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Building a non-profit web site

A checklist

     
7:03 am on Jun 4, 2006 (gmt 0)

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I think I must have arrived! A satisfied client has given me a referral, and now I have a new client.

Before I write the first tag there are questions that I don't even know to ask yet. Looking over some gov pages I would assume that there is a registration required for the non-profit. Looking over the mission statement of this organization, I can see that dollars are destined to be spent out of this country (US), and that leads me to at least ponder what Federal requirements might exist. Obviously the last thing I want is to be explaining how I came to be a part of some terrorist cell..

Clearly there are things that I can discover from my client, but I would like to be satisfied that the information is valid.

Have you built a non-profit site? What experience can you share?

Are there known 'rules' (for lack of a better term) for this kind of site?

12:12 pm on June 4, 2006 (gmt 0)

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grandpa,
Yes I did it once for an org spreading on a couple of States, however it was a nightmare
A)Make sure that the funding is secured and that you do not have to pray for a grant to be approved or even that you are not supposed to write your own ):
B)Write down an overly specific map of the project at hand, be sure that they will understand that your time table could only work if they keep working on their share of the deal
C)Be very specific on which content is available, which content needs to be modified, which content needs to be written and whoíll be responsible for new content
D)Images: Are any ready, if more needed verify that itís not going to be done by an amateurish photographer
E)Contract: Spell out everything
F)Make sure that your site will load fast, my experience with small org shows that most org users do not have too much knowledge in web tech and use low speed connection.
G)Speaking of users, the orgs usually love meeting, use it to your advantage and setup a few focus group that will help you tremendously

Did I like that experience: NO! Mostly for needing to beg for me fees and content

Further:
I am on that road again but for a Nationwide well known org
Then at this level itís a pleasure and a nice experience

5:46 pm on June 4, 2006 (gmt 0)

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In the US, non-profit or tax-exempt organizations are granted that status due to the orgaization's mission and then following guidelines and laws. They either are a non-profit or they are not as determined by the IRS. This is easy to determine and their books are public record.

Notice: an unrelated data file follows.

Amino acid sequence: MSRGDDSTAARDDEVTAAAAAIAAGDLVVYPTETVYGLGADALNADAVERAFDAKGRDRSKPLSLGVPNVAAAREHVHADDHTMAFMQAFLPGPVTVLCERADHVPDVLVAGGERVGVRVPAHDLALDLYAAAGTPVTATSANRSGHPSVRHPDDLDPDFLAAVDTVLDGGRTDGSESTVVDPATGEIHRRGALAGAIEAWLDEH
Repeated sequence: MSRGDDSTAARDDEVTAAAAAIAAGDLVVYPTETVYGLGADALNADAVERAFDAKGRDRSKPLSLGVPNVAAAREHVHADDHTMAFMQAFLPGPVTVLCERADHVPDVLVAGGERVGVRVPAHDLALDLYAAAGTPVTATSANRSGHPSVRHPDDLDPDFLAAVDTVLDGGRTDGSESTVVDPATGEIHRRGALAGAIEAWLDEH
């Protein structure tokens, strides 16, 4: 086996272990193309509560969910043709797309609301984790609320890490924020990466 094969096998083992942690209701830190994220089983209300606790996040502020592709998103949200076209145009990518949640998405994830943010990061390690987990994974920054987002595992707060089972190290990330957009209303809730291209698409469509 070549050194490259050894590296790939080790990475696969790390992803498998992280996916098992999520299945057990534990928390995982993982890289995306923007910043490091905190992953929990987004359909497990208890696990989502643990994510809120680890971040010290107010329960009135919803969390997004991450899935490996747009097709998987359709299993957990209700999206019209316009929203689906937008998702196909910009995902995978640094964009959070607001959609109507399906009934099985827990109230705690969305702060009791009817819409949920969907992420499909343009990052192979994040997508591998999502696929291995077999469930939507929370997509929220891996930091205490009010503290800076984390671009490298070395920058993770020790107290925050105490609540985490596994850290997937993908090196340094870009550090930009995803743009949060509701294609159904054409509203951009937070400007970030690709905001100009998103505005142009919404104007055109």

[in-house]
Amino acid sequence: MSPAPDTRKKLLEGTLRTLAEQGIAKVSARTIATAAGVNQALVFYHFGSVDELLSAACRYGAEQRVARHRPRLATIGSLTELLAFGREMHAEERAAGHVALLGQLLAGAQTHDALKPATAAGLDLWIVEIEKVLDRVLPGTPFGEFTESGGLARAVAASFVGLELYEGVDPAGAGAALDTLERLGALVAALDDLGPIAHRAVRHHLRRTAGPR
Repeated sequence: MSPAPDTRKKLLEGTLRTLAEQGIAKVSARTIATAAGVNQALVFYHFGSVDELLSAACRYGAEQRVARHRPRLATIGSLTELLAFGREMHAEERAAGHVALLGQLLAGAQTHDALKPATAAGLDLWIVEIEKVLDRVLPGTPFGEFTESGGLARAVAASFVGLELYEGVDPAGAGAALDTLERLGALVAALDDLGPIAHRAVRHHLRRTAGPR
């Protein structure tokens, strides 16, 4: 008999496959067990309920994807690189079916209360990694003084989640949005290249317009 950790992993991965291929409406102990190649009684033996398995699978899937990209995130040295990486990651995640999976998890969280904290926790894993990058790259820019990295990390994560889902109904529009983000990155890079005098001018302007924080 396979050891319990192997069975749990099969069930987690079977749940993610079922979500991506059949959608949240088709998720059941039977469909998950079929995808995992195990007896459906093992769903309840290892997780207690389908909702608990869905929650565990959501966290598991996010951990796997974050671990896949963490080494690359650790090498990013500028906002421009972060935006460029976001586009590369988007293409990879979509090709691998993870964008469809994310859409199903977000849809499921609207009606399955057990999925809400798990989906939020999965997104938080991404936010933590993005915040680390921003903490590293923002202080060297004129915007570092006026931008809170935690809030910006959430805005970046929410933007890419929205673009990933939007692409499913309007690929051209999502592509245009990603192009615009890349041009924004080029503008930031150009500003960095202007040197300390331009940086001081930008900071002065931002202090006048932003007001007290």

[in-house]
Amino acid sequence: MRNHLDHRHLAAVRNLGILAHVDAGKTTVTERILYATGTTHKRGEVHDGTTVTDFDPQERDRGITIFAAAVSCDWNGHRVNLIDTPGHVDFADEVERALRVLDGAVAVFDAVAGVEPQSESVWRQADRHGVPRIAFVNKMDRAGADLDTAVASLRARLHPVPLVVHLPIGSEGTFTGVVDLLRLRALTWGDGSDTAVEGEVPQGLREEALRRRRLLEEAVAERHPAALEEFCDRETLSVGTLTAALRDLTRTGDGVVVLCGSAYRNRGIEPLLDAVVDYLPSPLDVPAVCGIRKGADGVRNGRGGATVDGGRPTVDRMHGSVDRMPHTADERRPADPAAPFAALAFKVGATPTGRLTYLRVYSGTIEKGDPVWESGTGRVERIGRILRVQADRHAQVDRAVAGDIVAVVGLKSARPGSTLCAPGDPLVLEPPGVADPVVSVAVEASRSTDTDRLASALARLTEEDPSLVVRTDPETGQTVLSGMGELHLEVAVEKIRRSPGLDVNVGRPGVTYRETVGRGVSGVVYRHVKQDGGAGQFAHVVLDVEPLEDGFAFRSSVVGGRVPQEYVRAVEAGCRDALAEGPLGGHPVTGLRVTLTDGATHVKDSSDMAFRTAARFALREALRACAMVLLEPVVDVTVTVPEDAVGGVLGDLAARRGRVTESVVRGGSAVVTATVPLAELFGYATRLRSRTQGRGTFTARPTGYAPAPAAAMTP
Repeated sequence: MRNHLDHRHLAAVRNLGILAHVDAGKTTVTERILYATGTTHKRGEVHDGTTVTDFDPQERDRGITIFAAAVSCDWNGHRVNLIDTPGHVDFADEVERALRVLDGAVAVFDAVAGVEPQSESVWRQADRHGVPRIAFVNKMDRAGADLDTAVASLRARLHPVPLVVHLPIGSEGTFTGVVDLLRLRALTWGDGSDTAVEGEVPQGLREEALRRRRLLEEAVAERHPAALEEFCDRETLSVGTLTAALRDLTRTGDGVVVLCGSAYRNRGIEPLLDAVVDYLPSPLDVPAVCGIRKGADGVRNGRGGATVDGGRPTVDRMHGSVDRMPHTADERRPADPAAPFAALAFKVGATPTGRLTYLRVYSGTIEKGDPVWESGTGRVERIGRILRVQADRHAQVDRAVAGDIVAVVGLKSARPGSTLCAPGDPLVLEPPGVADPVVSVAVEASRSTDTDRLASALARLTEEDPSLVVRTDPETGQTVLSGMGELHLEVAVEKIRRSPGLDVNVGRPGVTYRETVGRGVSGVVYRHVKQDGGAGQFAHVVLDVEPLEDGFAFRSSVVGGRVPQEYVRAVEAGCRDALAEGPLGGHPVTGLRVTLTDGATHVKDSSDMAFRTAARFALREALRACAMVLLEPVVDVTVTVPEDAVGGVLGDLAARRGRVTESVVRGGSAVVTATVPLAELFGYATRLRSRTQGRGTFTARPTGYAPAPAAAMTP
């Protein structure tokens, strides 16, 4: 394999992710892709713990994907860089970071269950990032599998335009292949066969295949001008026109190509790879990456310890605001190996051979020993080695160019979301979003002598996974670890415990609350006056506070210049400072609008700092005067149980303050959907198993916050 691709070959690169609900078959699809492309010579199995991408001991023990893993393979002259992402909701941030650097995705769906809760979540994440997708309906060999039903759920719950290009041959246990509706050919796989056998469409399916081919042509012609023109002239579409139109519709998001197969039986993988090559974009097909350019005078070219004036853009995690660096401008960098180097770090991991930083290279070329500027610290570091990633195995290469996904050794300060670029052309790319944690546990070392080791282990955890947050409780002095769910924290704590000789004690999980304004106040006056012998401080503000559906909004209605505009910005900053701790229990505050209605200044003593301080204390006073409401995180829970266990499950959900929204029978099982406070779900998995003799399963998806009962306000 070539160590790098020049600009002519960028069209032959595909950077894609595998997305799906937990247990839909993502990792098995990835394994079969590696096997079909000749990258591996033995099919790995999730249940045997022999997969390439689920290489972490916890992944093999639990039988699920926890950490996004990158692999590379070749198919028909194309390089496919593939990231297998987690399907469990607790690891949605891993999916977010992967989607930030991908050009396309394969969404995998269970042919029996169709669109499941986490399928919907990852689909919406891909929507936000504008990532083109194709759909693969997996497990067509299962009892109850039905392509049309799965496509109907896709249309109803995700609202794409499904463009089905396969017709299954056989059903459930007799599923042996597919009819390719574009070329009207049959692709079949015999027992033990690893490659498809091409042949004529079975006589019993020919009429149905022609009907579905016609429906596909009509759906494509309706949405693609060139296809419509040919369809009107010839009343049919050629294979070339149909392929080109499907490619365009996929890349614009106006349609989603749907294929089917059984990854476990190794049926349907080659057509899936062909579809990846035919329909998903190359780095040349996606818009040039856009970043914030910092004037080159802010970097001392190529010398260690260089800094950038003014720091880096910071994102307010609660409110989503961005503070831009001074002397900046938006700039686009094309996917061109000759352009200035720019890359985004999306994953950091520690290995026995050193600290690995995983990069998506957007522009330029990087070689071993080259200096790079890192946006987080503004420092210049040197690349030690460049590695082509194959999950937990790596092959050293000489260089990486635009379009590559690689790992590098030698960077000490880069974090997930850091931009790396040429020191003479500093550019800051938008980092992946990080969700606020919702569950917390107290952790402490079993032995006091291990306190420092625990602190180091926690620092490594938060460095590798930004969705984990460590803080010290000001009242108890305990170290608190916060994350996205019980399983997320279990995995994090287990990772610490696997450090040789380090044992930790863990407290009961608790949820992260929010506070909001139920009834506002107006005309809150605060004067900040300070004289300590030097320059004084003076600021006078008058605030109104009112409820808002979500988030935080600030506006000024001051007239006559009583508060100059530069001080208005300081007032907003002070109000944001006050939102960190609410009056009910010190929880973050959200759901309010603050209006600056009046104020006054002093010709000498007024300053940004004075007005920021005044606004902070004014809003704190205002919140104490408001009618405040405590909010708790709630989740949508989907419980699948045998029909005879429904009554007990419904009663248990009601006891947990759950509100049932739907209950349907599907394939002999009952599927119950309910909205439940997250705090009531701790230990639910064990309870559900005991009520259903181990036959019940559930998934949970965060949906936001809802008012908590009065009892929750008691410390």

Their tax-exempt status is the organization's responsibility to maintain and follow all the relevant laws.
Their legal repesentative and their accountant should be managing all these matters.
I don't see where being the webmaster would have any additional duties or concerns regarding their business practices. If they break any tax laws or practices, that is their concern and then it is a matter of losing their tax status etc.

You could Google the org and see what there is on the web about the organization.

10:12 pm on June 4, 2006 (gmt 0)

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There is also non for profit allowed to make profit if at the end of their fiscal year all profits are spent.
For ex: Selling T-Shirt with a motto.

I think it's a 501c3 org.

4:19 pm on June 5, 2006 (gmt 0)

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Henry0 you are correct a 501(c)3 organization is a not-for-profit as classified by the IRS... in most cases you just need to fill out the correct paperwork and file the correct forms with the IRS...

As far as guidelines or other information, that would depend on what type of organization or what their mission is.

I run a local bike/pedestrian coalition website, we will be a 501(c)3, although we have yet to finish getting the paperwork out.. we have the help of a lawyer to do the work pro bono so it makes it easier.

I am not sure about the other non-US funding and such, since we are a local org...

anyway, good luck with it.

4:40 pm on June 5, 2006 (gmt 0)

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I maintain a couple of them.

Site A always pays its bills on time, but I end up working for a committee. Quite frustrating when they don't get on the same sheet of music. I almost fired this client this year, but they do always pay on time.

Site B thinks everything can be done for pennies. Always slow to pay. Always complains about about costs. Whenever I suggest they bid the work out, they come back (a sure sign I am not charging enough:)) Having a couple of links on this site (relatively high PR and good ranking in its niche) make it worthwhile - since I always do get my money...eventually.

WBF